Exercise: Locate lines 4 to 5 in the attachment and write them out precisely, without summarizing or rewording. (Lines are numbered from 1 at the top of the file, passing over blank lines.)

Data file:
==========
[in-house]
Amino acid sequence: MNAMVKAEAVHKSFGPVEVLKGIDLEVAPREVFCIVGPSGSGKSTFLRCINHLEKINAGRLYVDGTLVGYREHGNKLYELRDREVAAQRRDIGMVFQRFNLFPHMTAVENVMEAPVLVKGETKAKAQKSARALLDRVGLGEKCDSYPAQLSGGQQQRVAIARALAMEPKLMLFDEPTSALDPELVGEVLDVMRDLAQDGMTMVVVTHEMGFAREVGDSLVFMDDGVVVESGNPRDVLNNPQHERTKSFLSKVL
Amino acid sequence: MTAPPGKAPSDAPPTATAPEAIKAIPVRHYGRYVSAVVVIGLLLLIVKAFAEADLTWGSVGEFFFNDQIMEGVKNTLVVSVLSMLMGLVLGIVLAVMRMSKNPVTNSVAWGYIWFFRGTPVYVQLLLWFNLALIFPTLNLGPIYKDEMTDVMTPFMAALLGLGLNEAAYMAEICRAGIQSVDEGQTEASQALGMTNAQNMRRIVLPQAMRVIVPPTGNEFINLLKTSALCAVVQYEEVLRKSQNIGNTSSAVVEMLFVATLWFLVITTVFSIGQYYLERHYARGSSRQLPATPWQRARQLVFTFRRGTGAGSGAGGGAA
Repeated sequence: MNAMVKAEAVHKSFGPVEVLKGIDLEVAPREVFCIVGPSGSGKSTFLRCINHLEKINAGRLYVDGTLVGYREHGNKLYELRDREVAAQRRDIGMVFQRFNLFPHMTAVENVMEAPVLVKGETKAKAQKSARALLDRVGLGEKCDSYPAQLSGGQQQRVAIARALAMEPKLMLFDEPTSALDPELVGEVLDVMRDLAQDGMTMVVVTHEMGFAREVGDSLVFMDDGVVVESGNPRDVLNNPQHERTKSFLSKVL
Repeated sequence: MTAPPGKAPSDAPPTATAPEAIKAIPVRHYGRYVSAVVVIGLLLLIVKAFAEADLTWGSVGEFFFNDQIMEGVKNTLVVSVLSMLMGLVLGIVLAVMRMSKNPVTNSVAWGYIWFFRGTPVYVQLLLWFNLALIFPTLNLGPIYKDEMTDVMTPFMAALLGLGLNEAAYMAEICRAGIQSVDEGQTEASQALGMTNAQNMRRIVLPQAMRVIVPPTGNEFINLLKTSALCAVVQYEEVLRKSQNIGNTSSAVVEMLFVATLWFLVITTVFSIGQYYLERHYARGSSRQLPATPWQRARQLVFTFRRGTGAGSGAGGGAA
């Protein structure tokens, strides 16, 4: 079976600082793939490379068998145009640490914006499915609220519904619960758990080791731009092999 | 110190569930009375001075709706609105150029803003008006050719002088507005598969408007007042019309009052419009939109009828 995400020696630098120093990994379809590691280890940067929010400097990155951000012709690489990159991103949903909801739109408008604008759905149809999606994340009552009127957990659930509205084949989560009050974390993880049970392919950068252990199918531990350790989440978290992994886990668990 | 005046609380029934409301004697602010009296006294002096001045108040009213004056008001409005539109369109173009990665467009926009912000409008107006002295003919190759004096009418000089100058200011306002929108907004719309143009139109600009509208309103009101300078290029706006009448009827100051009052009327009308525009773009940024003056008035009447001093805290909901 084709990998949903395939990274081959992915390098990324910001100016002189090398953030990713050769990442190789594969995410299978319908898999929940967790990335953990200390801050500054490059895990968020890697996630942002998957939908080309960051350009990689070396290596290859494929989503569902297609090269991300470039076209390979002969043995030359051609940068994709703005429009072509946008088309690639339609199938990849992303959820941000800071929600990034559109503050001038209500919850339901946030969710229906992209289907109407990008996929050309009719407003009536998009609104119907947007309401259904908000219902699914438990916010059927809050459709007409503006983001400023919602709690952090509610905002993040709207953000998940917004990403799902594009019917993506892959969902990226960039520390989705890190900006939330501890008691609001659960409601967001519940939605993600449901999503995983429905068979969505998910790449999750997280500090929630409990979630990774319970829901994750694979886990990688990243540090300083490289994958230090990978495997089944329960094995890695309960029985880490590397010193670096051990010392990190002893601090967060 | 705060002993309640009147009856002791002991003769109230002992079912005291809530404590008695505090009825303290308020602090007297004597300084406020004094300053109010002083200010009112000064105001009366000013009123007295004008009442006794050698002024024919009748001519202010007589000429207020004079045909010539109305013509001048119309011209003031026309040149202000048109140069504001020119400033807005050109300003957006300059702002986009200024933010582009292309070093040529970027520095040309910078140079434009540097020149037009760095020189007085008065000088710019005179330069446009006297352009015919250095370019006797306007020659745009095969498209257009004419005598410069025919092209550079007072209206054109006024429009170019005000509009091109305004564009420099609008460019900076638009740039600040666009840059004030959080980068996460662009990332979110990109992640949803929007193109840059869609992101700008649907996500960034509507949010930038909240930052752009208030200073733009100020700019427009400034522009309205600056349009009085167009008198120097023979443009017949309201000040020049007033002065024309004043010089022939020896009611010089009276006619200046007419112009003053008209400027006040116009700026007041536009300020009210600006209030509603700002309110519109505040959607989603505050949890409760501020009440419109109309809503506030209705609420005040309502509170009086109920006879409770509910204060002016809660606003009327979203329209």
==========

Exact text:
Repeated sequence: MNAMVKAEAVHKSFGPVEVLKGIDLEVAPREVFCIVGPSGSGKSTFLRCINHLEKINAGRLYVDGTLVGYREHGNKLYELRDREVAAQRRDIGMVFQRFNLFPHMTAVENVMEAPVLVKGETKAKAQKSARALLDRVGLGEKCDSYPAQLSGGQQQRVAIARALAMEPKLMLFDEPTSALDPELVGEVLDVMRDLAQDGMTMVVVTHEMGFAREVGDSLVFMDDGVVVESGNPRDVLNNPQHERTKSFLSKVL
Repeated sequence: MTAPPGKAPSDAPPTATAPEAIKAIPVRHYGRYVSAVVVIGLLLLIVKAFAEADLTWGSVGEFFFNDQIMEGVKNTLVVSVLSMLMGLVLGIVLAVMRMSKNPVTNSVAWGYIWFFRGTPVYVQLLLWFNLALIFPTLNLGPIYKDEMTDVMTPFMAALLGLGLNEAAYMAEICRAGIQSVDEGQTEASQALGMTNAQNMRRIVLPQAMRVIVPPTGNEFINLLKTSALCAVVQYEEVLRKSQNIGNTSSAVVEMLFVATLWFLVITTVFSIGQYYLERHYARGSSRQLPATPWQRARQLVFTFRRGTGAGSGAGGGAA